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Since ancient times, people have conflated photography with the eye as a way of gaining knowledge—an epistemological tool (Wilder 9). The camera was once even considered an “artificial retina” (9). Although not scientifically valid, the “artificial retina” concept still resonates in our modern assumption that “the camera does not lie.” We consider the camera to be truthful because it captures the light reflecting off of objects that, if we were there, our own eyes would capture and relay to our brain to construct into a similarly holistic image.

Stereophotography, or stereography, takes this realism one step further by providing a three-dimensional image rather than a two-dimensional one. 19th century writer, David Brewster, continually refers to stereography as a more truthful and accurate medium than writing or drawing. He advocates stereography’s application to scientific study and education, arguing “[a teacher] may pour it in by the ear, or extract it from the printed page or exhibit it in caricature…but unless he teaches through the eye…by means of truthful pictures…no satisfactory instruction can be conveyed”(Brewster 195). However, scientists also recognized that this claim is somewhat paradoxical: in order to access “the truth,” one must first, by looking through the stereoscope, manipulate the eyes in order to see it.

The photograph as an absolute, objective record is problematic. Photography in the 19th century appeared to be a relatively passive medium and this concept fed into an assumption of complete objectivity (Wilder 19). But practical concerns such as differences in technique (e.g. emulsions, exposure) and environment (e.g. weather, heat, dryness) prevented the consistently repeatable results so important to scientific method (19-21). Secondly, the photographer’s motivations ultimately determine what is included or excluded from the frame. As photography, and stereography, begin to interact with both scientific and commercial interests, we might also ask how different motivations inform the particular version of “the truth” presented.

Sources and Further Reading:

Brewster, David. The Stereoscope; its history, theory, and construction, with its application to the fine and useful arts and to education. London: Hotten, 1870.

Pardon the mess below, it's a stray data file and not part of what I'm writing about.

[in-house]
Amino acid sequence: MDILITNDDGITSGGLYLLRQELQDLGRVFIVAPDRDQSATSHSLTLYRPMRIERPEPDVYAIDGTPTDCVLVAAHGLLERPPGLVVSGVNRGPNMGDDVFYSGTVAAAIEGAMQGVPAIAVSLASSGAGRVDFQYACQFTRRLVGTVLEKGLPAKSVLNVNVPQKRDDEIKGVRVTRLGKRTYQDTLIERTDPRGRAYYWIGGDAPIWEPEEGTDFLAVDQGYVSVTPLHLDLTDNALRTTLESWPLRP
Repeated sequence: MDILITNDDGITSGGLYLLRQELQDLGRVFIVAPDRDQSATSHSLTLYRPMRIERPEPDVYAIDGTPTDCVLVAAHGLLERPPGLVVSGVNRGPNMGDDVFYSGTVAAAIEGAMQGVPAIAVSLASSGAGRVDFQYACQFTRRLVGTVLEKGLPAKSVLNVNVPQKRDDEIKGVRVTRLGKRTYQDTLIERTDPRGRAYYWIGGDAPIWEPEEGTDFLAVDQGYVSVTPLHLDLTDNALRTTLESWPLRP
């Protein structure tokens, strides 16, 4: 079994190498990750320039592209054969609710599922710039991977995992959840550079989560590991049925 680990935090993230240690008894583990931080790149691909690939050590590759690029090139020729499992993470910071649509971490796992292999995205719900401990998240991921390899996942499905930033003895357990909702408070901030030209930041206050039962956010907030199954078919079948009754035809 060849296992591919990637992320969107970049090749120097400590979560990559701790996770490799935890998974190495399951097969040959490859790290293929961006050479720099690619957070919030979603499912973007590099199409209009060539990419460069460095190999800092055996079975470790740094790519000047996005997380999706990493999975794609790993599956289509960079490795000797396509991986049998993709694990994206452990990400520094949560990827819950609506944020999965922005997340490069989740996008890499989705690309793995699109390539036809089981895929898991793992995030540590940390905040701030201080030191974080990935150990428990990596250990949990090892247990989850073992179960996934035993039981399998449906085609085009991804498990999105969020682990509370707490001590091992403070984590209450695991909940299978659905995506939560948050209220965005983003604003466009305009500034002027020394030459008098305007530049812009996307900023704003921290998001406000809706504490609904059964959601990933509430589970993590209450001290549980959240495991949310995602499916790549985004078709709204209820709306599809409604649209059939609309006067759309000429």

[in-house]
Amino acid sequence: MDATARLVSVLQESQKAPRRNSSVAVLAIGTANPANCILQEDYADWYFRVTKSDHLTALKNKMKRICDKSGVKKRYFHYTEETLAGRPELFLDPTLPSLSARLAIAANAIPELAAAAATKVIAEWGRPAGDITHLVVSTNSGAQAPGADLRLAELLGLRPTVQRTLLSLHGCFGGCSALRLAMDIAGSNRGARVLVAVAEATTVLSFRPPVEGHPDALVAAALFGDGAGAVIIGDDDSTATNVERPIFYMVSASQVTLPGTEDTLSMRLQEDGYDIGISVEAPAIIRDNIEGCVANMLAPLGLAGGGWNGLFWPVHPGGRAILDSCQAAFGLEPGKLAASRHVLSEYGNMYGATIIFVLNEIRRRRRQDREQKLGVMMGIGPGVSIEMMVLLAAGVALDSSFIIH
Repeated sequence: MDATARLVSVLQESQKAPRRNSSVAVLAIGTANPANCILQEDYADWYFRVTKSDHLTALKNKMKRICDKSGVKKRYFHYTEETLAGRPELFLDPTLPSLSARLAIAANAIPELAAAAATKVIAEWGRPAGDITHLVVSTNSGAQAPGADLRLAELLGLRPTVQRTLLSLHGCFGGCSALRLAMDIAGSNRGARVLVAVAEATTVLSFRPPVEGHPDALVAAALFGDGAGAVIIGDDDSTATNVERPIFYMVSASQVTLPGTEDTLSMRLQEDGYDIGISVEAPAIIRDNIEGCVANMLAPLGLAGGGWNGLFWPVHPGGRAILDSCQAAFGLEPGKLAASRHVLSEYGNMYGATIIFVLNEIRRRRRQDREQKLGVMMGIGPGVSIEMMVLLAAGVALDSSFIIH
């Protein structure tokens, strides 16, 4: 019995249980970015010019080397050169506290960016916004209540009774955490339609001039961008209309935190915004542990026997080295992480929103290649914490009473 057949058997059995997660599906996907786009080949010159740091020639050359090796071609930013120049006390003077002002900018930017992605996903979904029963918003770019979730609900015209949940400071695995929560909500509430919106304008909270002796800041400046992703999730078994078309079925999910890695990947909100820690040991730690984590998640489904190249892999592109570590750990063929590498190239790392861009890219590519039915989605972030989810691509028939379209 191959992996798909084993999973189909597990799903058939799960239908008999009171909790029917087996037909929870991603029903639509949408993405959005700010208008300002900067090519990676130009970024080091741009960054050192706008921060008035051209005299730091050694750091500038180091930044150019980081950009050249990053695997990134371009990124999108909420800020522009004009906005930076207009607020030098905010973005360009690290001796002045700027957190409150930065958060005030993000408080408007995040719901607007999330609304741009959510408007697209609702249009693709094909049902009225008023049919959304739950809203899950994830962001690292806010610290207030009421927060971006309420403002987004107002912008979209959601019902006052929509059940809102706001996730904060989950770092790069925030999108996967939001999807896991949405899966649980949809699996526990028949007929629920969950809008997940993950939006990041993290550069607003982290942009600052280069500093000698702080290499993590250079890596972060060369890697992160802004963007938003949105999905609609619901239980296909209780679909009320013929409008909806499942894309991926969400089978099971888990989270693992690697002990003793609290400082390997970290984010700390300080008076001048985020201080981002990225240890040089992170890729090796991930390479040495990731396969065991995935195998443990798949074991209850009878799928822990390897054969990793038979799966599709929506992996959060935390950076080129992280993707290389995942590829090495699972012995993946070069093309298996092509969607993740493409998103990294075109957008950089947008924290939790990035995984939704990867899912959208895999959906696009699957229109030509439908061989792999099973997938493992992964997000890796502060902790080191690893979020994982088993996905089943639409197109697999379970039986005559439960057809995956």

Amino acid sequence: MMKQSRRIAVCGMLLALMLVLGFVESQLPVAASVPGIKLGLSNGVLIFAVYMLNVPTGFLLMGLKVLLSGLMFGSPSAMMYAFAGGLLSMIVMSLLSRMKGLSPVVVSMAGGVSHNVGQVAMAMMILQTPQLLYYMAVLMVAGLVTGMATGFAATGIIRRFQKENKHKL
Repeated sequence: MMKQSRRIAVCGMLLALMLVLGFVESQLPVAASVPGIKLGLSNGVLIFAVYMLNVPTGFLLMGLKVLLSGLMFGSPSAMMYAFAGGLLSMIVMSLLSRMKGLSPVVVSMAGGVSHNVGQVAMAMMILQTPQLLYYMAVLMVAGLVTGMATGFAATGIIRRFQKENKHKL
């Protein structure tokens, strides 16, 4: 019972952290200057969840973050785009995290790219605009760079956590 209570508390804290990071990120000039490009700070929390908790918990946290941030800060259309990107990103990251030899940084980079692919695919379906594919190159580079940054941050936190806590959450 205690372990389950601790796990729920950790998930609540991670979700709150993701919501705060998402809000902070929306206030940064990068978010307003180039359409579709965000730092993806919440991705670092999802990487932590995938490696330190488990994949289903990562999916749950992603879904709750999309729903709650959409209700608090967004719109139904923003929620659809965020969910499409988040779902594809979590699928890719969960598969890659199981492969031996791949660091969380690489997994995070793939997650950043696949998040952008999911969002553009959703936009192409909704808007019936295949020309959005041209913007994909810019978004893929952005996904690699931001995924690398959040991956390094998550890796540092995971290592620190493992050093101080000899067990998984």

Tucker, Jennifer. Nature Exposed: Photography as Eyewitness in Victorian Science. Baltimore: John Hopkins University Press, 2005. Print.

Wilder, Kelley. Photography and Science. London: Reaktion Books, 2009. Print.

Photography and science, as Wilder explains, have a “symbiotic relationship” and developed together (8). As scientists came to need and develop better photographic techniques for their purposes (Wilder 8), they collaborated with industry photographers. For example, a chemist might work with commercial partners to develop a new emulsion. Such collaborations were common and fruitful for both partners: the industry found better techniques for market while scientists better understood the instruments in their laboratories and observatories (68).

Though we might consider them separate professions today, scientists in the 19th century were often photographers or inventors as well. Henry Draper, who likely took the photographs that make up this stereograph, developed his own telescope with which he took photographs of the moon in the 1860s and 1870s (Barker 92-94). Although his lunar photographs were likely not intended to be stereographs, Draper may have given permission for the publisher, Charles Bierstadt, to use them for commercial purposes like his father, J. W. Draper, once did (Darrah 147). The photographs that make up this stereograph were likely taken hours apart. That way, the Earth’s rotation would carry the telescope and camera far enough away that the two images would show the displacement necessary to the stereograph’s 3D effect (Whiting n.p.).